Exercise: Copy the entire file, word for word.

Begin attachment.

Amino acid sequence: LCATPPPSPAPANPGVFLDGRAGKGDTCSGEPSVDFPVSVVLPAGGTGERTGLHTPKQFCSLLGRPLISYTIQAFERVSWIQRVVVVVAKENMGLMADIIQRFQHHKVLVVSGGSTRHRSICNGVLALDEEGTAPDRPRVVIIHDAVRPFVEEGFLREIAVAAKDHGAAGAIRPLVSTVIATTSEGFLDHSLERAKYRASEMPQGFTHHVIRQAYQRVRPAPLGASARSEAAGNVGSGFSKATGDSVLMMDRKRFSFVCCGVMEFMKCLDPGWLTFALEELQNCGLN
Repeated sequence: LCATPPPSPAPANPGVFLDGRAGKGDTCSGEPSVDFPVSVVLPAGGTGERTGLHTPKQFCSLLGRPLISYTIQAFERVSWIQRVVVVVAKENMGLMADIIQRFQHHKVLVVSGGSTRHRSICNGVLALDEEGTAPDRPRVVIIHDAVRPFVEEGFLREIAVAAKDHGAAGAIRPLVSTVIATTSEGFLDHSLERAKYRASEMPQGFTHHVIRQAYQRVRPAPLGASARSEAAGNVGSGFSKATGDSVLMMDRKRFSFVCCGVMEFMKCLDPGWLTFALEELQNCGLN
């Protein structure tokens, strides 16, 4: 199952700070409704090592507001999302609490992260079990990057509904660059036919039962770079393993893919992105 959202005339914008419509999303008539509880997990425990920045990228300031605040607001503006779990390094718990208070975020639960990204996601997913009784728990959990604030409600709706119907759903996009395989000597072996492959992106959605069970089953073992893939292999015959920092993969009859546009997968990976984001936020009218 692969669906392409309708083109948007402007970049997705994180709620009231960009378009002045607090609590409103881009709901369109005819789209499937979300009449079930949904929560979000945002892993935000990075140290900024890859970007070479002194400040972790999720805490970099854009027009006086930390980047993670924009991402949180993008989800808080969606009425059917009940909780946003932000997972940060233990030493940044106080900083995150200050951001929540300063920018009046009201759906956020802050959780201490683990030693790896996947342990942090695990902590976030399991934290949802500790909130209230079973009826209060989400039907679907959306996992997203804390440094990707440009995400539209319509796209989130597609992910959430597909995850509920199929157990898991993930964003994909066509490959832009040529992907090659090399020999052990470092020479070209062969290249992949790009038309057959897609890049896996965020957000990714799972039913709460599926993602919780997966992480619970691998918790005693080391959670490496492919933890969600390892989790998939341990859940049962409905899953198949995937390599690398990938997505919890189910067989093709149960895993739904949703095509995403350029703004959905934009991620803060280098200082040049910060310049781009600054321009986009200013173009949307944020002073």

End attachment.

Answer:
Amino acid sequence: LCATPPPSPAPANPGVFLDGRAGKGDTCSGEPSVDFPVSVVLPAGGTGERTGLHTPKQFCSLLGRPLISYTIQAFERVSWIQRVVVVVAKENMGLMADIIQRFQHHKVLVVSGGSTRHRSICNGVLALDEEGTAPDRPRVVIIHDAVRPFVEEGFLREIAVAAKDHGAAGAIRPLVSTVIATTSEGFLDHSLERAKYRASEMPQGFTHHVIRQAYQRVRPAPLGASARSEAAGNVGSGFSKATGDSVLMMDRKRFSFVCCGVMEFMKCLDPGWLTFALEELQNCGLN
Repeated sequence: LCATPPPSPAPANPGVFLDGRAGKGDTCSGEPSVDFPVSVVLPAGGTGERTGLHTPKQFCSLLGRPLISYTIQAFERVSWIQRVVVVVAKENMGLMADIIQRFQHHKVLVVSGGSTRHRSICNGVLALDEEGTAPDRPRVVIIHDAVRPFVEEGFLREIAVAAKDHGAAGAIRPLVSTVIATTSEGFLDHSLERAKYRASEMPQGFTHHVIRQAYQRVRPAPLGASARSEAAGNVGSGFSKATGDSVLMMDRKRFSFVCCGVMEFMKCLDPGWLTFALEELQNCGLN
């Protein structure tokens, strides 16, 4: 199952700070409704090592507001999302609490992260079990990057509904660059036919039962770079393993893919992105 959202005339914008419509999303008539509880997990425990920045990228300031605040607001503006779990390094718990208070975020639960990204996601997913009784728990959990604030409600709706119907759903996009395989000597072996492959992106959605069970089953073992893939292999015959920092993969009859546009997968990976984001936020009218 692969669906392409309708083109948007402007970049997705994180709620009231960009378009002045607090609590409103881009709901369109005819789209499937979300009449079930949904929560979000945002892993935000990075140290900024890859970007070479002194400040972790999720805490970099854009027009006086930390980047993670924009991402949180993008989800808080969606009425059917009940909780946003932000997972940060233990030493940044106080900083995150200050951001929540300063920018009046009201759906956020802050959780201490683990030693790896996947342990942090695990902590976030399991934290949802500790909130209230079973009826209060989400039907679907959306996992997203804390440094990707440009995400539209319509796209989130597609992910959430597909995850509920199929157990898991993930964003994909066509490959832009040529992907090659090399020999052990470092020479070209062969290249992949790009038309057959897609890049896996965020957000990714799972039913709460599926993602919780997966992480619970691998918790005693080391959670490496492919933890969600390892989790998939341990859940049962409905899953198949995937390599690398990938997505919890189910067989093709149960895993739904949703095509995403350029703004959905934009991620803060280098200082040049910060310049781009600054321009986009200013173009949307944020002073």